- Boom: SanDisk just dropped the world's largest SD card
- Camera app makers tap into RAW power with iOS, and look forward to dual lenses
- Google Camera 3.2 lets you snap pictures while recording video
- CES 2016: Top 10 trends
- Sony α7S II aimed film-makers and low light photographers
PCW Evaluation Team
I’d happily recommend this touchscreen laptop and Windows 10 as a great way to get serious work done at a desk or on the road.
Ultimately, I think the Windows 10 environment is excellent for me as it caters for so many different uses. The inclusion of the Xbox app is also great for when you need some downtime too!
For me, the Xbox Play Anywhere is a great new feature as it allows you to play your current Xbox games with higher resolutions and better graphics without forking out extra cash for another copy. Although available titles are still scarce, but I’m sure it will grow in time.
First impression on unpacking the Q702 test unit was the solid feel and clean, minimalist styling.
For work use, Microsoft Word and Excel programs pre-installed on the device are adequate for preparing short documents.
- How to quit Pokemon Go (or to start enjoying it again)
- Huawei Mate 9 full in-depth smartphone review
- Time to ditch Foxtel and the iQ3: How to replace Foxtel packages with cheaper alternatives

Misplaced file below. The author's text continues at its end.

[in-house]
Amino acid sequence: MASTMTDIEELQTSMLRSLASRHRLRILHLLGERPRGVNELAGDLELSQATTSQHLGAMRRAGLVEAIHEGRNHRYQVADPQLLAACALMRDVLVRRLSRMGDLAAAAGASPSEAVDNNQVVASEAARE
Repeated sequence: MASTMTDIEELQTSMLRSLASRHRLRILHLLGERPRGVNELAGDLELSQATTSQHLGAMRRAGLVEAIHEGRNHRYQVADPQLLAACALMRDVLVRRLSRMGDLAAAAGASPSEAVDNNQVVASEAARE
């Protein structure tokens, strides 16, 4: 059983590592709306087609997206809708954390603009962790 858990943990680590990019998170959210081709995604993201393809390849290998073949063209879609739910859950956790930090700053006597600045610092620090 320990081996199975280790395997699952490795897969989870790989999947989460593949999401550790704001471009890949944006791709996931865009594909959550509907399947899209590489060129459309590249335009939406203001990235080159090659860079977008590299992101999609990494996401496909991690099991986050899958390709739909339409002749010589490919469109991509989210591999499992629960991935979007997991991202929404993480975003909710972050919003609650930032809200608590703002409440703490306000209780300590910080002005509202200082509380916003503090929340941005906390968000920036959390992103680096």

- What's the difference between an Intel Core i3, i5 and i7?
- Laser vs. inkjet printers: which is better?
- FTLevel 3 EngineerNSW
- TPOracle Consultant - CC&BQLD
- TPSolution Architect - Real-Time Tracking SystemVIC
- FTWeb Developer/ReportsNSW
- FTProject Manager (Software product development)VIC
- TPICT Contracts Compliance ManagerWA
- TPTechnical Report EditorQLD
- FTMid-Level Software Engineer x 2 - Adelaide Based (PV, NV2 or NV1 required)NSW
- CCMDM Consultant/DesignerVIC
- CCAgile CoachNSW
- CCSystem EngineerSA
- CCSenior System AdministratorVIC
- FTPerformance TesterACT
- CCTest AnalystWA
- CCProcess Improvement Specialist - Six Sigma Black BeltVIC
- TPAEM DeveloperNSW
- CCSME in Openstack, AWSNSW
- CCBPM Technical AnalystVIC
- CCSecurity AnalystACT
- TPMobile DeveloperWA
- CCStorage System EngineerNSW
- FTAndroid DeveloperNSW
- CCIT Solutions ArchitectQLD
- FTJava Developer - Fixed Term ContractQLD
- CCTest Automation EngineerVIC